J. L. Brandeis and Sons

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Brandeis
Industry Retail
Fate Acquired by Younkers
Founded 1881
Defunct 1987
Headquarters Omaha, Nebraska, United States
Key people Jonas Leopold Brandeis, founder

J.L. Brandeis & Sons, commonly referred to by Midwesterners as Brandeis, was a chain of department stores located in the Omaha, Nebraska area started by Jonas L. Brandeis in 1881. It was purchased by Younkers for $33.9 million in 1987,[1] when the stores were converted to the Younkers name.

History[edit]

Jonas Leopold Brandeis's first retail store, called The Fair, was located at 506 South 13th Street.[2] In 1888 he opened the Boston Store on the northwest corner of 16th and Douglas Streets.[2] By 1905, work had begun on a grander Brandeis flagship store at 16th and Douglas Streets in Downtown Omaha.[2] The store was completed in 1906.[2] The eight-story building was designed by John Latenser, Sr., and contained retail space on the first three stories and the basement. Two additional stories were added later.[3] The total cost of the original structure was $650,000.[2] By the 1950s Brandeis took up the whole facility. The store strove to carry every item possible, including furniture.

The Brandeis building is constructed on a steel frame and is faced with Bedford limestone, brick and terra cotta.[2] Design elements vary by floor to add architectural interest.[2] A balustrade and a projecting cornice decorate the upper stories.[2]

Developing the mall[edit]

By the late 1950s, Brandeis was looking for a way to expand and to modernize. One way to do this was by creating malls, anchored by Brandeis. In 1959, Brandeis Investment Co. developed the Crossroads Shopping Center in Midtown Omaha.[4] The mall was also anchored by Sears (which still remains today). Crossroads was the 9th enclosed shopping mall in the United States and became the place to be in Omaha. The simple mall design, connecting the three story anchors by an "arcade level", soon proved to be successful when Brandeis opened Southroads Mall in southern Omaha in 1966. Southroads was designed after Crossroads, but was anchored by Brandeis and JCPenney.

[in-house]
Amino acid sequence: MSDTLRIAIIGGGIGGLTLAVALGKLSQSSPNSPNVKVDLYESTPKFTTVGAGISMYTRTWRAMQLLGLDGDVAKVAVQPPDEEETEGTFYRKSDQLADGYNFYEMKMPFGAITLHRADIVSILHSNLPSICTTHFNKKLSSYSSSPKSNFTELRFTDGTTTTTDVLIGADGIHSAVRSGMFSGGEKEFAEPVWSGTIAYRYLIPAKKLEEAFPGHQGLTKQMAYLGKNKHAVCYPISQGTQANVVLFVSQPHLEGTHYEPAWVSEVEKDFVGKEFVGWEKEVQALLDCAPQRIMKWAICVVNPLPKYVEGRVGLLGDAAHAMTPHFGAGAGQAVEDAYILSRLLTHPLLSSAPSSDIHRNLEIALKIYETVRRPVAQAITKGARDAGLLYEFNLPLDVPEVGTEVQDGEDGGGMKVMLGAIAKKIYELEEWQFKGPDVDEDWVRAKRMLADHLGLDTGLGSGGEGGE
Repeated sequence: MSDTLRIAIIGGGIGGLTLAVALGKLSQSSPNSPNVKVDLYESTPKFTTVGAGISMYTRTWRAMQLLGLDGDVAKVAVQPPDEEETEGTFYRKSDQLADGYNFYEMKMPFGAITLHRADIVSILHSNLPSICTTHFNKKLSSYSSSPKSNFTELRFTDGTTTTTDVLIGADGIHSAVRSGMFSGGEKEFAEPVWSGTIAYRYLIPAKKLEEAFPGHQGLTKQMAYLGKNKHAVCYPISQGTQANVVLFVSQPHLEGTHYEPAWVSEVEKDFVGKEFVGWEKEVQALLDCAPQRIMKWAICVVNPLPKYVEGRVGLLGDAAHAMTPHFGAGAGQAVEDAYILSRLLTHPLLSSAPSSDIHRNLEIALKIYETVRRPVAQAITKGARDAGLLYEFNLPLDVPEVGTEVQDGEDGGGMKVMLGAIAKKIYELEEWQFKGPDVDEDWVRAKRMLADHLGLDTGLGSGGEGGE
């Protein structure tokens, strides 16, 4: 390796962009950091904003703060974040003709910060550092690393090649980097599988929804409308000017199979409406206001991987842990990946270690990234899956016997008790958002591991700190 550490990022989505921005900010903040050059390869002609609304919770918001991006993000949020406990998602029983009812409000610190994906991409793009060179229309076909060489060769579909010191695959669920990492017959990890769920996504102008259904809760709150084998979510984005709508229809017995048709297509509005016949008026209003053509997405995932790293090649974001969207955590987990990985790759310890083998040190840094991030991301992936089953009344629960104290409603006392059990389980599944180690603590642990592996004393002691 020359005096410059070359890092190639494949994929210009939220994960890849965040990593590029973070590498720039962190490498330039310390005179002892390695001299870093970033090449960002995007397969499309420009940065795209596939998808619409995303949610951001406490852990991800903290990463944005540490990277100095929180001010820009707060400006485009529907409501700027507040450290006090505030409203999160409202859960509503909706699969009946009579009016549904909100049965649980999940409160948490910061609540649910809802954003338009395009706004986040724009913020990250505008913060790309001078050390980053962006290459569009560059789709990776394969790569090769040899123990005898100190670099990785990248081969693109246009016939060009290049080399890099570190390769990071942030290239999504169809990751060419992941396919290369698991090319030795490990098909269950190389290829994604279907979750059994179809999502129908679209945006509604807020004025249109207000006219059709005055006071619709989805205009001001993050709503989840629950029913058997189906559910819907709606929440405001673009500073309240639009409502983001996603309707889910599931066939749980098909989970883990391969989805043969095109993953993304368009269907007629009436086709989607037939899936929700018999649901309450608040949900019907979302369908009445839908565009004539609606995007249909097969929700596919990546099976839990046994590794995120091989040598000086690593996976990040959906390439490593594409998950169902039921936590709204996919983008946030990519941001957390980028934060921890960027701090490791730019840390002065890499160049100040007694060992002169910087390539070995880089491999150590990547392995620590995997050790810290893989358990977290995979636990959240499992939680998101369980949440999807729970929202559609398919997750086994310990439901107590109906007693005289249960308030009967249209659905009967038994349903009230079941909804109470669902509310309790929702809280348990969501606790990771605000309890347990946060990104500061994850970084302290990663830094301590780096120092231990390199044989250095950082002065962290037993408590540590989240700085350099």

Merge with Gold's[edit]

Brandeis acquired Gold and Company, a Lincoln based department store in 1964.[5] The Gold's flagship store, in downtown Lincoln, was the only store in the company but took up a large portion of the Lincoln market. Gold's kept their name but operated as a division of J.L.Brandeis until it was phased out of the chain and closed in 1981.[6]

Golden age of Brandeis[edit]

At the top of its game, Brandeis had around fifteen department stores in its chain. The flagship store downtown had become one of Omaha's most prized symbols of modern culture. Brandeis was Nebraska's department store. The chain had its peak in the early 1970s with 3,000 employees and $100 million in sales.[7] The Crossroads Mall store opened in 1960 with mixed results but soon took off and proved to be one of the best stores in the chain, earning an average of $38 million. Crossroads proved to be extremely successful for Brandeis, despite the risk of opening the first new Brandeis in 50 years.[8] Locations opened across the entire state, downtown (Columbus and Hastings) and in the malls (Conestoga in Grand Island, Southroads & Westroads in Omaha, and Gateway in Lincoln). Soon locations were developed in Iowa.

Downfall and acquisition by Younkers[edit]

Brandeis lost its major store and much of its public approval when the flagship store closed in 1980. The downtown Lincoln (former Gold's) location followed soon after in 1981. It was the end of an era. The Crossroads anchor became the new flagship store, but had lost its power over the Omaha and Nebraska markets. When plans came for a new Dillard's at Crossroads Mall in the mid-1980s, Brandeis executives knew that there was no chance of competition. They made a deal with Younkers, another department store based out of Des Moines, and sold its chain to Younkers in 1987. Younkers kept 11 of the stores and converted them to the Younkers name.

See also[edit]

Jingle[edit]

"Everything you want is at Brandeis."

References[edit]

  1. ^ "Omaha-Based Gordmans Acquired By Private Investment Firm". Retrieved 2009-05-15. 
  2. ^ a b c d e f g h Jeffrey S. Spencer [researcher & writer], Kristine Gerber [project director] (2003). Building for the ages : Omaha's architectural landmarks (1st ed. ed.). Omaha, Nebraska: Omaha Books. p. 105. ISBN 0-9745410-1-X. 
  3. ^ [1] "The Brandeis Building" Omaha Public Library Website. Retrieved 5/15/09
  4. ^ Crossroads Mall (Omaha) "Crossroads Mall (Nebraska)" Wikipedia. Retrieved 5/15/09
  5. ^ [2]" Remembering Great American Department Stores. Retrieved 5/15/09
  6. ^ [3] "Gold & Company" Nebraska State Historical Society. Retrieved 5/20/09
  7. ^ [4] At the Brandeis. Retrieved 5/19/09
  8. ^ [5]"The Brandeis Story The family-owned department store dynasty has its last hurrah" Brandeis dynasty history

Further reading[edit]

  • "New life for a landmark: A developer will convert Omaha's Brandeis Building into condos," Omaha World-Herald, December 9, 2004.

External links[edit]